Colby Oyerly, David Foster, David Jordan, Rick Gehring (top row), Lute Atieh, Larry Koch, LaTonya Williams, and Kenneth Reeder are the final candidates for the Tuesday, April 6, Missouri Municipal General Election, in which three people will be chosen (among other considerations) for the SJSD Board of Education.

The NAACP of St. Joseph held a forum Tuesday featuring the candidates contending for the three available seats on the SJSD Board of Education.

The final candidates are Colby Oyerly, David Foster, David Jordan, Rick Gehring, Lute Atieh, Larry Koch, LaTonya Williams and Kenneth Reeder. No one else is permitted to enter the race at this time, as the deadline has passed. The election is scheduled for Tuesday, April 6.

The most prominent policy topic focused on Monday’s news that the SJSD wants to purchase the 92-acre plot of land and buildings in the 4800 block of Mitchell Avenue, immediately south of Missouri Western State University. The campus, to date the regional headquarters of American Family Insurance Group, is available for sale or lease by its owner at an as-yet-unknown asking price. SJSD envisions turning the buildings and surroundings into a high school.

All three incumbents — Koch, Atieh and Gehring — backed the $107 million bond issue and associated high school plan. Three of the challengers — Foster, Jordan and Williams — indicated they are asking their supporters to vote for the measure for various reasons.

Incumbent Koch said the plan will be essential to correcting the imbalance in educational opportunities between Central, Benton and Lafayette high schools. The two resulting high schools, Central and the new building, will have renovations and equal programs, benefits and services available, he said.

Incumbent Atieh said it is unacceptable that residents of St. Joseph have schools less than 30 minutes south of the city which are completely modern in terms of climate control and services, and yet all three high schools have sections without air conditioning. The funding and high school plan is essential to fix this, he said.

Incumbent Gehring said he previously opposed any change to the three-high-school system, but that his time on the board since being appointed in 2020 and the data shown to him leaves him convinced that the changes must be affirmed. It’s all about equivalent academic opportunities for all high school students, he said.

Challenger Foster said that the district likely cannot afford to retain three high schools in the long term, at least not in the three current buildings, and therefore it is prudent to support two high schools in a controlled and carefully planned manner that prepares for the future. Therefore, he is in favor.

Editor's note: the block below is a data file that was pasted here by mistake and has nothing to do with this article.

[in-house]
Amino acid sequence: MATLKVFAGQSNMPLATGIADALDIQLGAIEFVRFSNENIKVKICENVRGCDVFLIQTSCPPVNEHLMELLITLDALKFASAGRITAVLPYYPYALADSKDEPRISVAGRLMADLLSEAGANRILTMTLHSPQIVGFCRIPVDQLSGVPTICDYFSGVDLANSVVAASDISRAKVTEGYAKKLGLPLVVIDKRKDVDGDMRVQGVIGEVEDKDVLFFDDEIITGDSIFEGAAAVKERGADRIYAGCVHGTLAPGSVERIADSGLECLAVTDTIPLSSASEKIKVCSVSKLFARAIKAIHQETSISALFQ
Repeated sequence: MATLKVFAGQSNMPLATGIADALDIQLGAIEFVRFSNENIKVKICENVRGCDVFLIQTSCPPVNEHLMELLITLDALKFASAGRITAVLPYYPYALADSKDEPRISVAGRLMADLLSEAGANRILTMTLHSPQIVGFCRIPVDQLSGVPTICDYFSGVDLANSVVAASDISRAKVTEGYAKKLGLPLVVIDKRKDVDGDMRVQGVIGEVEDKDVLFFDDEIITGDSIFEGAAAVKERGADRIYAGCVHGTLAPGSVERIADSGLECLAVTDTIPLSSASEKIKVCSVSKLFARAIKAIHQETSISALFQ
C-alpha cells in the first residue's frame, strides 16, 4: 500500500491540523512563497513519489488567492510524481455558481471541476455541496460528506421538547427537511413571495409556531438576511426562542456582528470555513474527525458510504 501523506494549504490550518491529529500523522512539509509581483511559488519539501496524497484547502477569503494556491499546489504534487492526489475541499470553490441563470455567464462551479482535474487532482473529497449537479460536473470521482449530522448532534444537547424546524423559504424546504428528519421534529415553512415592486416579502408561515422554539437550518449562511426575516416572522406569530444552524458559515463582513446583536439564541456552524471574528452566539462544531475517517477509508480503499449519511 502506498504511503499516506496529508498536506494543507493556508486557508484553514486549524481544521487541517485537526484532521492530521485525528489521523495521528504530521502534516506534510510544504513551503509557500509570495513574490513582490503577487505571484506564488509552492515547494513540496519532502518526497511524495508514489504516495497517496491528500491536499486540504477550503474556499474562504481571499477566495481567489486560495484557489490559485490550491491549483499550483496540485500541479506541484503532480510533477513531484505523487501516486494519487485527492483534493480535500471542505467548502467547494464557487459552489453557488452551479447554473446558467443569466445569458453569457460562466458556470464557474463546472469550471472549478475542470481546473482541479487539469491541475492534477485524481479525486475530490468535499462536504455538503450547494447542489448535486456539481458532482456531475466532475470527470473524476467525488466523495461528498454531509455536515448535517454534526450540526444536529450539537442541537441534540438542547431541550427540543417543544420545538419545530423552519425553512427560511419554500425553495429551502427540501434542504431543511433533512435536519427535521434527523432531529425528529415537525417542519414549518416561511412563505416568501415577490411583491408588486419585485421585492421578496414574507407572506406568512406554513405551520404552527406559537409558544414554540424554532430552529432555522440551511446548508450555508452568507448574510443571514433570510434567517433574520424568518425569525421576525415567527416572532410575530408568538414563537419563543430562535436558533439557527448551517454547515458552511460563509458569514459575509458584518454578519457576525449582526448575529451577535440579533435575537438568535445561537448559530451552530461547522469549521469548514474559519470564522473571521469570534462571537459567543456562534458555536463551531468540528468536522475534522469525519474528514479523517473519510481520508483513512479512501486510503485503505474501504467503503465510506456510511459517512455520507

Challenger Williams said she will support the proposal as it stands but that parents have not yet been given enough information about how the plan will be implemented. She does have lots of reservations, especially with regard to ensuring the two remaining high schools will be guaranteed to have equal services.

Challenger Jordan said he is in favor of the proposal but that he also believes more needs to be done to inform the public about what money will be raised and how the district will use that money. In particular, he said, district leaders need to do a better job explaining the savings and new costs of the program.

Challenger Colby Oyerly said he saw merit in the proposal and doesn’t wish to ask anyone to oppose school funding, but he opposes any change to the number of high schools. He did not explicitly say he therefore opposes the bond issue, but implied that he would not be in favor of it in light of how it will cause this change to occur.

Challenger Kenneth Reeder stood alone in urging voters to reject the bond issue, and called the American Family purchase idea a deliberate attempt to confuse the electorate. The district leadership is overpaid and unaccountable to the public and therefore can’t be trusted to manage the situation well or fairly, he said.

Overall, NAACP asked the candidates three policy-related questions each, in addition to an “introduce yourself” question.

The deadline to register to vote is Wednesday, March 10. All persons who have not previously registered, or who have changed residence since the last time they voted, among other circumstances, must register to vote via (for example) the Missouri Secretary of State’s website:

A review of the remotely held event recorded courtesy of Zoom is available at

Marcus Clem can be reached at Follow him on Twitter: @NPNowClem